While no transition is easy, we are being placed into very capable hands. Over the last three months Blythe and Nancy Nasso have been working together, Nancy has quickly become a strong contributor to numerous PASS community functions and projects and will be working to assume other duties and responsibilities prior to Blythe’s departure.
Thank you all for your support and appreciation of Blythe over the last two years, please make a point to reach out to her directly to thank her and wish her well. Also thank you for your flexibly and new appreciation for Nancy as she steps up during the next weeks and months.
PASS Director of Chapters
I love talking about SQL Server and PASS. Spreading the message of incredible value that they both bring to the lives of database pros has taken me around the globe several times in the past 2 years. (You can trace my PASS-related travels at the end of this post.)
A couple of weeks ago, I had the pleasure of visiting Kathmandu, Nepal, for the first time at the invitation of my friend Allen Bailochan Tuladhar, Country Manager of Microsoft MDP in Nepal. I had heard a lot about Allen's work in the Nepal community and was eager to see it firsthand.
Allen had organized three get-togethers for us: a breakfast with CEOs from local businesses and financial and government organizations, a discussion with area college students, and a session with the local PASS Chapter in Kathmandu. But my visit began with an inspirational tour of Kathmandu and surrounding areas, courtesy of Rumi from Allen's office. We drove to the ancient city of Bhaktapur, a former capital of Nepal with beautiful temples and breathtaking wood, metal, and stonework. I then took Pinal Dave’s advice and visited the Pashupatinath Temple, one of the oldest and holiest Hindu shrines in the world, located on the banks of the Bagmati river in eastern Kathmandu. The heritage and culture at both locations were amazing, and I was even more excited to meet with business leaders and fellow SQL Server enthusiasts from this wonderful area.
The next day, Allen kicked off the CEO breakfast talking about the Top 10 wishes that people have. Interestingly, time travel made the list—I, for one, would love to be able to teleport given my life on airplanes (175k+ miles last year). I then discussed the value that business intelligence could bring to businesses, industry trends, and the value of the Microsoft BI Platform, including SQL Server and Office. I also walked through some high-level demos to illustrate the continuum from managed to self-service BI.
From talking with leaders at the pinnacle of their careers, we then moved to our meeting with students just starting out. I talked to more than 100 enthusiastic technology students representing 5-6 colleges in and around Kathmandu about data, databases, career opportunities in the database profession, and why they should consider learning about the SQL Server platform while in school.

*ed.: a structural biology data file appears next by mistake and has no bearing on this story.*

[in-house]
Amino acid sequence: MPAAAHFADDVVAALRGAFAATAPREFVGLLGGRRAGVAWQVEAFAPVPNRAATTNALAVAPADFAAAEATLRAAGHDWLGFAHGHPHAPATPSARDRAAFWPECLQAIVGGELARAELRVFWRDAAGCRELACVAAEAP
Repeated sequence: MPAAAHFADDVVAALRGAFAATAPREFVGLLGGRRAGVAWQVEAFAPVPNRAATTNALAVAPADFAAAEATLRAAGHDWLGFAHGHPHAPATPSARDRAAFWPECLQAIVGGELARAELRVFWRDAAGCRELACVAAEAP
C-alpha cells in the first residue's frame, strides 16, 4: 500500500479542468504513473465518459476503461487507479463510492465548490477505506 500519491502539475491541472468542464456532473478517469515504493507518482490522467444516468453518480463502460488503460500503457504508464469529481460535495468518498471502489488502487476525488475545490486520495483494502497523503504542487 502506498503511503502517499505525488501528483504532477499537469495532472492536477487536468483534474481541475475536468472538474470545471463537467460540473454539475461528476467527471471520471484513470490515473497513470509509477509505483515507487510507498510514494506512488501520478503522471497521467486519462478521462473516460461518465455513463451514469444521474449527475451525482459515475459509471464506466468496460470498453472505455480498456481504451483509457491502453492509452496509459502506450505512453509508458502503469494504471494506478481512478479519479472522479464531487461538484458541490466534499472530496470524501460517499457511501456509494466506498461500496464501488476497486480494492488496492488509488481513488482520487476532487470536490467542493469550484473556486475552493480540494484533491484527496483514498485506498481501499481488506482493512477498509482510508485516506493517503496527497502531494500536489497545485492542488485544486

Allen and I highlighted various resources that students could easily take advantage of to learn about SQL Server. I encouraged them to get involved in a local PASS Chapter and get their hands on the platform for free by trying out the SQL Server 2008 R2 Hosted Trial labs at PreviewSQLServer.com, sponsored by Dell, MaximumASP, Microsoft, and PASS. Allen reminded the students that they have access to free software from Microsoft. He also proposed creating certification study groups to help students achieve certifications. In addition, we talked about the potential of finding mentors for the students from the local SQL Server user group. Allen’s amazing work with students across Nepal to evangelize Microsoft products and build the next generation of users gave me some great ideas for PASS and our local and virtual Chapters.
My last event of the day was a presentation at the Nepal SQL Server Users Group on new self-service reporting and BI features in SQL Server 2008 R2. After the presentation and an active Q&A session, we had a great time socializing and networking over tea and snacks.
My day ended perfectly with dinner at the Nepali Chulo, a traditional restaurant with colorful décor and traditional Nepalese music and dances. I left for Mumbai the next morning with wonderful memories of magical places and warm and friendly people excited about how SQL Server and PASS can improve their businesses and their careers.
The work Allen is doing in Nepal to evangelize SQL Server and other Microsoft products is fantastic, and I look forward to more interaction with the Nepal SQL Server community in the future. And whether you’re on the road for business or pleasure, I encourage you to make time to visit a local PASS Chapter and connect with fellow SQL Server community members. We have a lot to learn from—and share with—each other.